Calls made to scrap flouted law giving guarantee of NHS treatment within 12 weeks



Pressure is mounting on Scottish ministers to scrap a law meant to give patients a legal guarantee of speedy NHS treatment following news it has been flouted in a significant number of cases.

The Treatment of Time Guarantee came into force in 2012 as part of the Patient Rights (Scotland) Act 2011, with the Scottish government saying it would give patients absolute certainty that they would be given operations within 12 weeks of being added to a waiting list.

But new figures show that despite claims that all of Scotland’s health boards would reach 100 per cent compliance with the law, the number of people whose right to timeous treatment has been breached has doubled since the law came into effect.

Between October and December last year, hospitals saw a bed crisis with over 2,300 patients receiving operations being made to wait in excess of the guarantee period – this figure is about double the total recorded in the first three months in which health boards could have potentially breached the law after it came into effect.

December saw the lowest levels of compliance ever since the legislation came into force with 1,800 patients on waiting lists – having waited over three months.

Dr Peter Bennie, chairman of the BMA in Scotland (pictured above), said the BMA did not think a “political guarantee” should ever have been enshrined in law.

He added: “During the progress of the Patient Rights Bill, the BMA lobbied for this legally binding guarantee to be removed, this was because in our view, the widespread use of centrally imposed treatment time targets has many unintended consequences, distorts clinical priorities and harms patients.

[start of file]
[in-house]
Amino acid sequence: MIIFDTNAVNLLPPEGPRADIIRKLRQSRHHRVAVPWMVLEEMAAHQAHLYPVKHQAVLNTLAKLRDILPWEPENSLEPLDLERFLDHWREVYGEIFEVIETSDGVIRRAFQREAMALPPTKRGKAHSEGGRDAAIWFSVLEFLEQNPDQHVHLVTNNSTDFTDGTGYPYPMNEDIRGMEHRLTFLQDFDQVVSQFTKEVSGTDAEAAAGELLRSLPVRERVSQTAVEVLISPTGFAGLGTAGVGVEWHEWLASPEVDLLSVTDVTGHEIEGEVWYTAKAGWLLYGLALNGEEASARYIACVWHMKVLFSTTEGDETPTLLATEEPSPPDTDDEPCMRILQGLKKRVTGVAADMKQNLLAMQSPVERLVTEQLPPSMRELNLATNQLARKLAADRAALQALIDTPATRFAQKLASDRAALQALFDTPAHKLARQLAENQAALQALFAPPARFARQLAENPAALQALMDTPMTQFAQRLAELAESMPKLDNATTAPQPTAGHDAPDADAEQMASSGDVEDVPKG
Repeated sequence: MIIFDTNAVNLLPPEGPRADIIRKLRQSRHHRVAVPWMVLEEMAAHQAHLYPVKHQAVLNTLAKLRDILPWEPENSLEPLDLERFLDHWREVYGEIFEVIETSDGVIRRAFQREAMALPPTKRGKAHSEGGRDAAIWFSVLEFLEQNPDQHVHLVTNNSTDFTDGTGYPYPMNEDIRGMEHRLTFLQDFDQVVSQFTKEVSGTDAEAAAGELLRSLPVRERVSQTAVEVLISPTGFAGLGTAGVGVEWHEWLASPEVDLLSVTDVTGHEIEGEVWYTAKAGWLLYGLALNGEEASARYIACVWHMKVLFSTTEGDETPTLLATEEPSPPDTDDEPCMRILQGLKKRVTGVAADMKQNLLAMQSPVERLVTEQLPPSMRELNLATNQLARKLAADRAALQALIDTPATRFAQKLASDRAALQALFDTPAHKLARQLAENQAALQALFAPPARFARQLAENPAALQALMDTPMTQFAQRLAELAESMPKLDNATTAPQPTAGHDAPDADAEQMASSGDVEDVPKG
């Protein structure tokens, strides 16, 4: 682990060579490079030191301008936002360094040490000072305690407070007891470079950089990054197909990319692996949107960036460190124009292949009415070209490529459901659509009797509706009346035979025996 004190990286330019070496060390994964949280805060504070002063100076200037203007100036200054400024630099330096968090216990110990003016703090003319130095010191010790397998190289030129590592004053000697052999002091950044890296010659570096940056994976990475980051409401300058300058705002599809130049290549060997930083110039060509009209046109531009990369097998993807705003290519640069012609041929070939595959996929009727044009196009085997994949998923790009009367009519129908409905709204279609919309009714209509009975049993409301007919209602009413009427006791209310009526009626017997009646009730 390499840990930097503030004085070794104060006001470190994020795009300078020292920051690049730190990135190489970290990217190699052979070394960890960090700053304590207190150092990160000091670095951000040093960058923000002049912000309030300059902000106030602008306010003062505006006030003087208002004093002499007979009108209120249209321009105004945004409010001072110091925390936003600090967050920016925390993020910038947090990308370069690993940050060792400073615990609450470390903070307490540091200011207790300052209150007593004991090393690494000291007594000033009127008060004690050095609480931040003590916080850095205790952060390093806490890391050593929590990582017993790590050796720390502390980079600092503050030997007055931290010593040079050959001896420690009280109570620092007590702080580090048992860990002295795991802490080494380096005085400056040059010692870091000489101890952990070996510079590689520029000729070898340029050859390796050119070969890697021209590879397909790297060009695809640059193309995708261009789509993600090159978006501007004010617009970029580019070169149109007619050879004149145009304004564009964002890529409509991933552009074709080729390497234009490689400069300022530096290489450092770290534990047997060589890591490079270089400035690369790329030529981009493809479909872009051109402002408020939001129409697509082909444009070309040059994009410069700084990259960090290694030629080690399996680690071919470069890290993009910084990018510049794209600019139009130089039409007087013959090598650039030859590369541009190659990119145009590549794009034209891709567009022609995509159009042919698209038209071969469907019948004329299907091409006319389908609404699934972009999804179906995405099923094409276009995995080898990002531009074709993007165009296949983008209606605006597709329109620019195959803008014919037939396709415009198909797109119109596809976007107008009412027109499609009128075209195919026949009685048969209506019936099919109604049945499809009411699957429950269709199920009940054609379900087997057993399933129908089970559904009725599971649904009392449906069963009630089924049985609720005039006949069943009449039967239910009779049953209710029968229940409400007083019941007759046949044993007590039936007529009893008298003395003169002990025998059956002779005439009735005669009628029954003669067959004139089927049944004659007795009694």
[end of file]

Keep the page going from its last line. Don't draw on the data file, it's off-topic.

“Any objective which encourages clinicians to take actions which are potentially not in the patient’s best clinical interests is unhelpful.

“This is even more problematic if there are associated managerial imperatives which may further distort clinical decision making.”

The only recourse available to affected individuals is to seek judicial review, with health boards facing no penalties for breaking the law.

85 per cent of patients whose legal right to timeous treatment was breached between October and December last year were from the Grampian, Highland and Lothian regions.

It was announced that NHS Lothian and NHS Highland are to be given an additional £9 million to deal with the problem.

Health secretary Shona Robison (pictured right) claimed health boards were delivering “some of the lowest waiting times on record”.

She added: “This performance was maintained as we headed into the challenging winter period last year, but we know we must do more to meet some of the rightly demanding targets we have set.

“Patients would expect nothing less.

“Today’s figures showing that 97.1 per cent of inpatients and day-case patients were seen within 12 weeks.”